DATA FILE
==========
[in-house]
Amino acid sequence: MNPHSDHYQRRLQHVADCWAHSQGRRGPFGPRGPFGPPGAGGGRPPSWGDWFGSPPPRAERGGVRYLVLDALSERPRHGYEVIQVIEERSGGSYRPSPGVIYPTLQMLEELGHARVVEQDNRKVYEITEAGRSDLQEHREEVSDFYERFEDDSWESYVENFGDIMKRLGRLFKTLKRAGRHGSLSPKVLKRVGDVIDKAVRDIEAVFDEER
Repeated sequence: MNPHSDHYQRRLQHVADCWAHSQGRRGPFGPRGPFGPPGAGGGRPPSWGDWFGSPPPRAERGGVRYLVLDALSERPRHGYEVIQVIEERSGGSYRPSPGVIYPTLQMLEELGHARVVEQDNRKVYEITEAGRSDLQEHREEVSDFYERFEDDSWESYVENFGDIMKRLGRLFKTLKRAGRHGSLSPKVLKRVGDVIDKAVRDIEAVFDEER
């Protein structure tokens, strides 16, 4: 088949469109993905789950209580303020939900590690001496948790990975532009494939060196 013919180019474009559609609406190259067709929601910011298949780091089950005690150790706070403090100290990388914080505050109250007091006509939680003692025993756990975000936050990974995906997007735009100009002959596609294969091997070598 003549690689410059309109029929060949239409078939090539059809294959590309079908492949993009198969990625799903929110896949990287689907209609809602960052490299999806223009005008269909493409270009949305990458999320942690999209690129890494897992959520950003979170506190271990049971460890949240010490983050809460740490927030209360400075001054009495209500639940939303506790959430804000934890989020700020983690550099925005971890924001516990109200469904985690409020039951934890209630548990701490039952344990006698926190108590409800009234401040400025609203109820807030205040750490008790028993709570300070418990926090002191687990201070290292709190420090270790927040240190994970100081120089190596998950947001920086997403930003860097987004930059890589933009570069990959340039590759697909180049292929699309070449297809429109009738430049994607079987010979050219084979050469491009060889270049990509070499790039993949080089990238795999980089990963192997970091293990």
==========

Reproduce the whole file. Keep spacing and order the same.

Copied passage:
[in-house]
Amino acid sequence: MNPHSDHYQRRLQHVADCWAHSQGRRGPFGPRGPFGPPGAGGGRPPSWGDWFGSPPPRAERGGVRYLVLDALSERPRHGYEVIQVIEERSGGSYRPSPGVIYPTLQMLEELGHARVVEQDNRKVYEITEAGRSDLQEHREEVSDFYERFEDDSWESYVENFGDIMKRLGRLFKTLKRAGRHGSLSPKVLKRVGDVIDKAVRDIEAVFDEER
Repeated sequence: MNPHSDHYQRRLQHVADCWAHSQGRRGPFGPRGPFGPPGAGGGRPPSWGDWFGSPPPRAERGGVRYLVLDALSERPRHGYEVIQVIEERSGGSYRPSPGVIYPTLQMLEELGHARVVEQDNRKVYEITEAGRSDLQEHREEVSDFYERFEDDSWESYVENFGDIMKRLGRLFKTLKRAGRHGSLSPKVLKRVGDVIDKAVRDIEAVFDEER
């Protein structure tokens, strides 16, 4: 088949469109993905789950209580303020939900590690001496948790990975532009494939060196 013919180019474009559609609406190259067709929601910011298949780091089950005690150790706070403090100290990388914080505050109250007091006509939680003692025993756990975000936050990974995906997007735009100009002959596609294969091997070598 003549690689410059309109029929060949239409078939090539059809294959590309079908492949993009198969990625799903929110896949990287689907209609809602960052490299999806223009005008269909493409270009949305990458999320942690999209690129890494897992959520950003979170506190271990049971460890949240010490983050809460740490927030209360400075001054009495209500639940939303506790959430804000934890989020700020983690550099925005971890924001516990109200469904985690409020039951934890209630548990701490039952344990006698926190108590409800009234401040400025609203109820807030205040750490008790028993709570300070418990926090002191687990201070290292709190420090270790927040240190994970100081120089190596998950947001920086997403930003860097987004930059890589933009570069990959340039590759697909180049292929699309070449297809429109009738430049994607079987010979050219084979050469491009060889270049990509070499790039993949080089990238795999980089990963192997970091293990």